CHURCHILL: The Power of Words. Selected, Edited, and Introduced by Martin Gilbert. Da Capo Press. 429 pages. $30.
Never in the field of human communication were so many compelling observations delivered by so prolific a writer/orator.
OK, so that’s a strained variation on Winston Churchill’s epic 1940 salute to the RAF’s Battle of Britain glory: “Never in the field of human conflict was so much owed by so many to so few.”
And when reviewing “Churchill: The Power of Words,” the best course is to limit your words while maximizing his.
With 200 extracts well chosen by historian and Churchill biographer Martin Gilbert, this book isn’t just informative and entertaining. It’s inspiring.
Lest you wrongly assume that the insights of the amazingly persistent Englishman, born to an American mother in 1874, came too long ago and far away for renewed consideration, check out this “Memoirs” sample that hits home:
“In March (1942) the main stress fell in the area between Charleston and New York, while singled U-boats prowled over all the Caribbean and the Gulf of Mexico, with a freedom and insolence which were hard to bear.”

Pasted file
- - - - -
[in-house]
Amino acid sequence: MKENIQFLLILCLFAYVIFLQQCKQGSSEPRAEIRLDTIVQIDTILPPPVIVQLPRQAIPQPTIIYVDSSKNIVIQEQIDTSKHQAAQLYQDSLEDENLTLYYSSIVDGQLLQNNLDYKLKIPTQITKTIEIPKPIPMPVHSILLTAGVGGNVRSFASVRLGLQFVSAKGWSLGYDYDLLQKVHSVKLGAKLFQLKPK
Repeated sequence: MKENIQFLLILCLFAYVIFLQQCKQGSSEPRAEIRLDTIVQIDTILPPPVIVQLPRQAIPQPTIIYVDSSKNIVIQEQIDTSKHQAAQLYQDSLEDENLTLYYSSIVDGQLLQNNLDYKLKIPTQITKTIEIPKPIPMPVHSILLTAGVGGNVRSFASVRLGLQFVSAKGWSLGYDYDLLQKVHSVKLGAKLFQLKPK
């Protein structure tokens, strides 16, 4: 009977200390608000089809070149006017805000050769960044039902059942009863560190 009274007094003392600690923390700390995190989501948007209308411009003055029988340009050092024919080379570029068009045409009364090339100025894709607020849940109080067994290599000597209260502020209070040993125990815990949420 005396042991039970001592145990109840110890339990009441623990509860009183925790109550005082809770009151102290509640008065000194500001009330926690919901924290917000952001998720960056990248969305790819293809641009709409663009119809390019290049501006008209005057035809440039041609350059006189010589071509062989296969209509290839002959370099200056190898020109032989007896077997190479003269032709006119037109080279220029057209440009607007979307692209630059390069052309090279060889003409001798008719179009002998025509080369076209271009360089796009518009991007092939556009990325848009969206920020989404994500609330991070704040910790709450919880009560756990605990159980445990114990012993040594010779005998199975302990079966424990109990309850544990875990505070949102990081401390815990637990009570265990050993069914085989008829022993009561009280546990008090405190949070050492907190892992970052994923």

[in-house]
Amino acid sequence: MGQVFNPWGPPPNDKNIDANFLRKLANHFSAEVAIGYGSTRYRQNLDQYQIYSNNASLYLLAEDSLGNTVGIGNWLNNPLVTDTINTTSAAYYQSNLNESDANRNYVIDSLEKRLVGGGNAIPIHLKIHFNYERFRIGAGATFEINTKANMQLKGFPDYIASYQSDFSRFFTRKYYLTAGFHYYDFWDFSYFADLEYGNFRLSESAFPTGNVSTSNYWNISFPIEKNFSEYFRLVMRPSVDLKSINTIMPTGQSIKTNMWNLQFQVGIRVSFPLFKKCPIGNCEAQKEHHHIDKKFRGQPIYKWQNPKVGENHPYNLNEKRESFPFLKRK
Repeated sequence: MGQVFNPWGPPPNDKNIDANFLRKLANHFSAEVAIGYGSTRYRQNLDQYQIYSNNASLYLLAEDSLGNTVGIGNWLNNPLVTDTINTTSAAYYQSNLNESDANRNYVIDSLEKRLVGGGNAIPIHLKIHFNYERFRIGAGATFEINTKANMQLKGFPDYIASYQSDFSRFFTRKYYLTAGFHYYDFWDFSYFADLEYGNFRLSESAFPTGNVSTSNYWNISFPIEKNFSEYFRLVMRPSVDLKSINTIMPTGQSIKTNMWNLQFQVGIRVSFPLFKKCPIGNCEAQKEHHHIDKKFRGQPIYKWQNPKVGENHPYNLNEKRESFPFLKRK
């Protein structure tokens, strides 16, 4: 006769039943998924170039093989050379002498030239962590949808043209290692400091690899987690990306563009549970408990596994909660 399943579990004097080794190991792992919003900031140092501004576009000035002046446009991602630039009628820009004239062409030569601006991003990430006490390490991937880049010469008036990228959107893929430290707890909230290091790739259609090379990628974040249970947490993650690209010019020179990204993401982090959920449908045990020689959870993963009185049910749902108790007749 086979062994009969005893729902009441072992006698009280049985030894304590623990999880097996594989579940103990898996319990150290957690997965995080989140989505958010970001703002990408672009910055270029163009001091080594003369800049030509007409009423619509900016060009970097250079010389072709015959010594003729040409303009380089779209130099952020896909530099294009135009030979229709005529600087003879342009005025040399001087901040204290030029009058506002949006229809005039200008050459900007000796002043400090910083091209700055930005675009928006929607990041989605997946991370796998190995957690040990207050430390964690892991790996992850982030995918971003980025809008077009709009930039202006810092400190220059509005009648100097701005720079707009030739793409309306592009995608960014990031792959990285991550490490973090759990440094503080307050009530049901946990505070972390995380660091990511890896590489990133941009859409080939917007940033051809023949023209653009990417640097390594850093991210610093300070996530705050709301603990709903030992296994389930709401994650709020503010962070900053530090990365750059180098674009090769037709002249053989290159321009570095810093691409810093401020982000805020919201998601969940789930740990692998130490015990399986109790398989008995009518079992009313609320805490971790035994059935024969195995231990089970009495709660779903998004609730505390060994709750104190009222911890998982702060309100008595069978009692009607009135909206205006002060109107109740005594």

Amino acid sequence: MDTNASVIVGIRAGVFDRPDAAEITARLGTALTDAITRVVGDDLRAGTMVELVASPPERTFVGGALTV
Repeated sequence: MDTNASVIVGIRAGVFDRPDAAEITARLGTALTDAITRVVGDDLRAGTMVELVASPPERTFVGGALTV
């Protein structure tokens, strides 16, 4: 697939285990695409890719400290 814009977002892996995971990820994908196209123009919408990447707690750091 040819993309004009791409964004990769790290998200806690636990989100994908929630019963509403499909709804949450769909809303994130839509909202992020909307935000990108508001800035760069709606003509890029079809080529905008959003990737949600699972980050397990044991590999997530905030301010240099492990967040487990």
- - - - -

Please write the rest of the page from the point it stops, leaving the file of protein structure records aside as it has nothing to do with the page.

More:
World War II pep talks from “The British Bulldog” prime minister still pack a firing-up spark, including this famous 1941 account to Canada’s Parliament of what he told French leaders more than a year earlier:
“When I warned them that Britain would fight on alone whatever they did, their generals told their Prime Minister and his divided Cabinet, ‘In three weeks, England will have her neck wrung like a chicken.’ Some chicken! Some neck!”
The unabashed advocate of not just the British Empire but “the English-speaking people” lacked some of our modern sensitivities.
Churchill also lacked, at least in his younger days, patience with the Fourth Estate.
In June 1915, during the disastrous World War I Gallipoli campaign he triggered as Lord of the Admiralty, he told his Dundee constituents:
“I do not think that the newspapers ought to be allowed to attack the responsible leaders of the nation, whether in the field or at home.”
Any journalist, and Churchill was one, should know better.
Yet this great man of many talents was a historian, too.
Ponder the analogy he drew during a radio broadcast on Oct. 1, 1939, a mere four weeks before Britain declared war on Germany:
“Of all the wars that men have fought in their hard pilgrimage, none was more noble than the great Civil War in America nearly 80 years ago. Both sides fought with high conviction, and the war was long and hard.
“All the heroism of the South could not redeem their cause from the stain of slavery, just as all the courage and skill which the Germans always show in war will not free them from the reproach of Nazism, with its intolerance and its brutality.”
All of “Churchill: The Power of Words” lives up to its title.
Reviewer Frank Wooten is assistant editor of The Post and Courier.